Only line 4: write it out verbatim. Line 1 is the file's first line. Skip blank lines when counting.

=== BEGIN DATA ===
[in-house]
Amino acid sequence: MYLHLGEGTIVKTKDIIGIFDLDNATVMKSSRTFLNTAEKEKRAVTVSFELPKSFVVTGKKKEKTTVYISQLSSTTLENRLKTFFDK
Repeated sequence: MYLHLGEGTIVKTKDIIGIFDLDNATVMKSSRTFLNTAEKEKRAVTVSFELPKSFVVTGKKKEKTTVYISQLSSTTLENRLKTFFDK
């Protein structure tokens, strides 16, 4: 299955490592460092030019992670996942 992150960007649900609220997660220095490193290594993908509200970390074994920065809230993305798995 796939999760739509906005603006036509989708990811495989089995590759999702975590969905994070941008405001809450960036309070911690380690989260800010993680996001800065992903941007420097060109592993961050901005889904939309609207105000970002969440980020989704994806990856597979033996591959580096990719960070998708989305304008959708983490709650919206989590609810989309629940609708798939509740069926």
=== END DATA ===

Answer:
């Protein structure tokens, strides 16, 4: 299955490592460092030019992670996942 992150960007649900609220997660220095490193290594993908509200970390074994920065809230993305798995 796939999760739509906005603006036509989708990811495989089995590759999702975590969905994070941008405001809450960036309070911690380690989260800010993680996001800065992903941007420097060109592993961050901005889904939309609207105000970002969440980020989704994806990856597979033996591959580096990719960070998708989305304008959708983490709650919206989590609810989309629940609708798939509740069926």